The p-value is a statistical measure that indicates the probability that a particular outcome or a greater deviation from zero occurs by chance. If the p-value is smaller than the pre-specified significance level (α), the result is considered significant. This means that it is unlikely that the result occurs by chance and there is probably a real effect. If the p-value is greater than the significance level, the result is considered not significant and no effect is suspected.

Significances can be neither 0 nor 1, but always fall in between. In this case, we would interpret the value as p<.001

## What are positive and negative correlations?

The difference between a positive and negative correlation is how the values of the two variables vary together.

A positive correlation means that the values of the two variables tend to vary in the same direction. When one variable increases, the other variable tends to increase as well and vice versa. An example of this would be the correlation between age and experience in a profession, the older you get, the more experience you have in a profession.

A negative correlation means that the values of the two variables tend to diverge in opposite directions. As one variable increases, the other variable tends to decrease and vice versa. An example of this would be the correlation between age and body temperature, the older people get, the lower their body temperature.

## Interpret results

The Spearman correlation coefficient is easy to interpret. For this we look at this table according to Cohen (1988)

Value of the correlation coefficient | Interpretation |
---|---|

|r| = .10 | weak (low) |

|r| = .30 | moderate (medium) |

|r| = .50 | strong (big) |

## Publish results

The Spearman correlation coefficient calculations show a strong correlation between the variables life satisfaction and income, r=.515, p<.001; life satisfaction and education, r=.497,p<.001 and income and education, r=.473, p<.001.

## 5 Facts about the Spearman-Rho Correlation

- Spearman correlation measures the strength and direction of a monotonic relationship between two variables.
- It examines the similarity between the ranks of the two variables, rather than the similarity between the actual values.
- The Spearman correlation coefficient is always between -1 and 1, where 1 is a perfect positive correlation and -1 is a perfect negative correlation.
- It is not necessary for the data to be normally distributed to calculate the Spearman correlation.
- It is a non-parametric method, which means it does not require any assumptions about the distribution of the data, unlike the Pearson correlation, which assumes normally distributed data

## Häufig gestellte Fragen und Antworten: Spearman-Rho KorrelationKorrelation Korrelation bezieht sich auf den Zusammenhang oder die Beziehung zwischen zwei oder mehr Variablen, die durch den Grad der Änderung der Werte einer Variablen im Verhältnis zur Änderung der Werte einer anderen Variablen gemessen wird.

### What does the Spearman correlation say?

The Spearman correlation provides information about the strength and direction of a monotonic relationship between two variables. A result of 1 indicates a perfect positive correlation, which means that the ranks of both variables are identical. A result of -1 indicates a perfect negative correlation, which means that the rankings of both variables are exactly opposite. A result of 0 indicates no correlation. It is important to note that Spearman correlation only measures the strength and direction of a monotonic relationship between two variables and does not describe causality. A strong correlation between two variables does not mean that one variable influences the other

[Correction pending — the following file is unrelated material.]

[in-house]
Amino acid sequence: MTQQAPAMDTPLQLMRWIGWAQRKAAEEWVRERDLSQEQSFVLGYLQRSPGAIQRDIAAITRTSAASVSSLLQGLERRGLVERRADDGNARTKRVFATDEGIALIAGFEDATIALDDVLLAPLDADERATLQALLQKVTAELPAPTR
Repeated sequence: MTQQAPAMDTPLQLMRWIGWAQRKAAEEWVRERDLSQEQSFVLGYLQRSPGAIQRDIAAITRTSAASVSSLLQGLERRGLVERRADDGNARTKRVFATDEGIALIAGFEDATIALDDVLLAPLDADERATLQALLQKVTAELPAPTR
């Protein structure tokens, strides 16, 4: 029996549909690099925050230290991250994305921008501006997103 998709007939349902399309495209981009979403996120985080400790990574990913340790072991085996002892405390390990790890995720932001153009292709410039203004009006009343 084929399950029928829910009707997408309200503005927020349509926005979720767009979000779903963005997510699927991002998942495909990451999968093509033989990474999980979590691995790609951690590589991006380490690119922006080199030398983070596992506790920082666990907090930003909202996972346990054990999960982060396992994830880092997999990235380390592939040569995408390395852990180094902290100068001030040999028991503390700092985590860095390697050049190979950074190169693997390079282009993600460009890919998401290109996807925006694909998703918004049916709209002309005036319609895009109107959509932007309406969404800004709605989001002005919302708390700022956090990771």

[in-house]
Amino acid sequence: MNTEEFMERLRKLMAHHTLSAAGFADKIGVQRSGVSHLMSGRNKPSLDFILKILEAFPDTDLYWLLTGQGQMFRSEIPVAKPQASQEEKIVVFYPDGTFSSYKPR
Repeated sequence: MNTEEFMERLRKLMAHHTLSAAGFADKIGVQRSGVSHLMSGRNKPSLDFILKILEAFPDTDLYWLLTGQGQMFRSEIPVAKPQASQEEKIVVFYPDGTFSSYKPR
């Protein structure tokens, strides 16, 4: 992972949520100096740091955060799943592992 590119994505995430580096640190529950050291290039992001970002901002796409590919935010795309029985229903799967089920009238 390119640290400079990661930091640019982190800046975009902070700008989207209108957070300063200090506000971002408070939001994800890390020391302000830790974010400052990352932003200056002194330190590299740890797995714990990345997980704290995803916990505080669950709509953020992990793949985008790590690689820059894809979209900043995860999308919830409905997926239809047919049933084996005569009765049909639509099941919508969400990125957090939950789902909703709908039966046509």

### When is a Spearman correlation significant?

A Spearman correlation is significant when the p-value of the correlation coefficient is below a certain significance level. The p-value indicates how likely it is that a given correlation coefficient arises by chance due to chance or measurement error. Usually a significance level of 0.05 is used, which means that a p-value below 0.05 is considered significant. If the p-value is below 0.05, one can conclude that there is a significant correlation between the variables and it is unlikely that the correlation is due to chance. However, there are other significance levels, such as 0.01 or 0.1, which can be used depending on the context and requirements.

### When is Spearman-Rho correlation used?

Spearman-Rho correlation is used when the data are not necessarily normally distributed. It is particularly suitable for ordinal, interval or ratio data. Some examples of the use of Spearman correlation are:

– In medicine, to study the relationship between certain risk factors and a disease.

– In biology, to study the relationship between two biological variables, such as animal height and weight.

– In the social sciences, to study the relationship between different variables such as education level and income.

– In psychology, to study the relationship between different psychological variables such as personality and life satisfaction.

– In finance, to study the relationship between different financial variables such as stock prices and corporate profits.

– In environmental science, to study the relationship between different environmental variables such as air quality and health.

It is also important to note that the Spearman correlation is not appropriate when the data is nominal. In this case, the kappa correlation or the chi-square dependence test can be used.

### External resources for correlation according to Spearman

The Wikipedia article: here

A great explanation of the theory by the University of Zurich: here

Exercises: here